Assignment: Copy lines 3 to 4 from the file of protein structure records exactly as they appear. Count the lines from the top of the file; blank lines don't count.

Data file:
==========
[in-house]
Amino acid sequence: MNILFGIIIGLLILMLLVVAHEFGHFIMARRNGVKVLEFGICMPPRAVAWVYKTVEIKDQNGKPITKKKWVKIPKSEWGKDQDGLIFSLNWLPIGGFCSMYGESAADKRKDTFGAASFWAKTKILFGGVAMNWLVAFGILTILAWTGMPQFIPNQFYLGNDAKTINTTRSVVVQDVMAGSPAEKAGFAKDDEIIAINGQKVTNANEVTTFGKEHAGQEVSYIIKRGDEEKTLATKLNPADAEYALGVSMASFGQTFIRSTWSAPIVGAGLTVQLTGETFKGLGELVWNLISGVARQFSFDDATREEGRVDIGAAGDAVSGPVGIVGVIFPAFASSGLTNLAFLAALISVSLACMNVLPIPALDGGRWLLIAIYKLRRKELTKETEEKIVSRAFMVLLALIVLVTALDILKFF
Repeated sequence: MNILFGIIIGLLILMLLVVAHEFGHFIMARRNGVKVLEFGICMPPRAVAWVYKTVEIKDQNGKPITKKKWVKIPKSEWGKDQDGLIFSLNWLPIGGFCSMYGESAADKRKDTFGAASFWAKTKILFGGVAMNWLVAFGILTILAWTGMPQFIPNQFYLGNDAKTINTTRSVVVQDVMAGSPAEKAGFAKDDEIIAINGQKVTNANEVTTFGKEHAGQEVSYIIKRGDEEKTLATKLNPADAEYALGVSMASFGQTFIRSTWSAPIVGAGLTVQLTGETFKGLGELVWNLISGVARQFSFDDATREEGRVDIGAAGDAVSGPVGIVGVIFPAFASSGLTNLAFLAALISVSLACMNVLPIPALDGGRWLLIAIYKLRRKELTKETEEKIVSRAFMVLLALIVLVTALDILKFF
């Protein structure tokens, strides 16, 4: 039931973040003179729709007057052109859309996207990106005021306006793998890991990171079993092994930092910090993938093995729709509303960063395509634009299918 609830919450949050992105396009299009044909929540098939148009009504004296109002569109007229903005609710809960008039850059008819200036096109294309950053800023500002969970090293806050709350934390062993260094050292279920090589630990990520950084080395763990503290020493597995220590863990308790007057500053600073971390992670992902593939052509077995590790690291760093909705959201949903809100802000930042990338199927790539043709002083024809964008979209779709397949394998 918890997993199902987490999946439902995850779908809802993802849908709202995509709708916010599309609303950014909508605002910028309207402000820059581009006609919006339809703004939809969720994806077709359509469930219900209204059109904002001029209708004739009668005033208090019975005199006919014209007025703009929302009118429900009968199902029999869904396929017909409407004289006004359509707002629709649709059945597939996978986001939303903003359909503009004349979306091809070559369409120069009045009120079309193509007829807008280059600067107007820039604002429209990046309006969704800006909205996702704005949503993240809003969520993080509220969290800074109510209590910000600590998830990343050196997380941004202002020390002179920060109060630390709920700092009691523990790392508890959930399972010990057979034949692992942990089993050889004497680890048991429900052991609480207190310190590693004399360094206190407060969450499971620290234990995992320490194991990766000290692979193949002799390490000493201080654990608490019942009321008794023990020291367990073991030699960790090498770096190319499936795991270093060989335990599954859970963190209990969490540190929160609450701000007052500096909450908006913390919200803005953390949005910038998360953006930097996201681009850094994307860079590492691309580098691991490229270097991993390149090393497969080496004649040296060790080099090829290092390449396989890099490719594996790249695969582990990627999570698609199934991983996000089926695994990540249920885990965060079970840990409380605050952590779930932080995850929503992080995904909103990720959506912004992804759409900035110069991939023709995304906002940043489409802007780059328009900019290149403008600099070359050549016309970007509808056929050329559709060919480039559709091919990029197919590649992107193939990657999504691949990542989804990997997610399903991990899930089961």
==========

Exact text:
Repeated sequence: MNILFGIIIGLLILMLLVVAHEFGHFIMARRNGVKVLEFGICMPPRAVAWVYKTVEIKDQNGKPITKKKWVKIPKSEWGKDQDGLIFSLNWLPIGGFCSMYGESAADKRKDTFGAASFWAKTKILFGGVAMNWLVAFGILTILAWTGMPQFIPNQFYLGNDAKTINTTRSVVVQDVMAGSPAEKAGFAKDDEIIAINGQKVTNANEVTTFGKEHAGQEVSYIIKRGDEEKTLATKLNPADAEYALGVSMASFGQTFIRSTWSAPIVGAGLTVQLTGETFKGLGELVWNLISGVARQFSFDDATREEGRVDIGAAGDAVSGPVGIVGVIFPAFASSGLTNLAFLAALISVSLACMNVLPIPALDGGRWLLIAIYKLRRKELTKETEEKIVSRAFMVLLALIVLVTALDILKFF
């Protein structure tokens, strides 16, 4: 039931973040003179729709007057052109859309996207990106005021306006793998890991990171079993092994930092910090993938093995729709509303960063395509634009299918 609830919450949050992105396009299009044909929540098939148009009504004296109002569109007229903005609710809960008039850059008819200036096109294309950053800023500002969970090293806050709350934390062993260094050292279920090589630990990520950084080395763990503290020493597995220590863990308790007057500053600073971390992670992902593939052509077995590790690291760093909705959201949903809100802000930042990338199927790539043709002083024809964008979209779709397949394998 918890997993199902987490999946439902995850779908809802993802849908709202995509709708916010599309609303950014909508605002910028309207402000820059581009006609919006339809703004939809969720994806077709359509469930219900209204059109904002001029209708004739009668005033208090019975005199006919014209007025703009929302009118429900009968199902029999869904396929017909409407004289006004359509707002629709649709059945597939996978986001939303903003359909503009004349979306091809070559369409120069009045009120079309193509007829807008280059600067107007820039604002429209990046309006969704800006909205996702704005949503993240809003969520993080509220969290800074109510209590910000600590998830990343050196997380941004202002020390002179920060109060630390709920700092009691523990790392508890959930399972010990057979034949692992942990089993050889004497680890048991429900052991609480207190310190590693004399360094206190407060969450499971620290234990995992320490194991990766000290692979193949002799390490000493201080654990608490019942009321008794023990020291367990073991030699960790090498770096190319499936795991270093060989335990599954859970963190209990969490540190929160609450701000007052500096909450908006913390919200803005953390949005910038998360953006930097996201681009850094994307860079590492691309580098691991490229270097991993390149090393497969080496004649040296060790080099090829290092390449396989890099490719594996790249695969582990990627999570698609199934991983996000089926695994990540249920885990965060079970840990409380605050952590779930932080995850929503992080995904909103990720959506912004992804759409900035110069991939023709995304906002940043489409802007780059328009900019290149403008600099070359050549016309970007509808056929050329559709060919480039559709091919990029197919590649992107193939990657999504691949990542989804990997997610399903991990899930089961």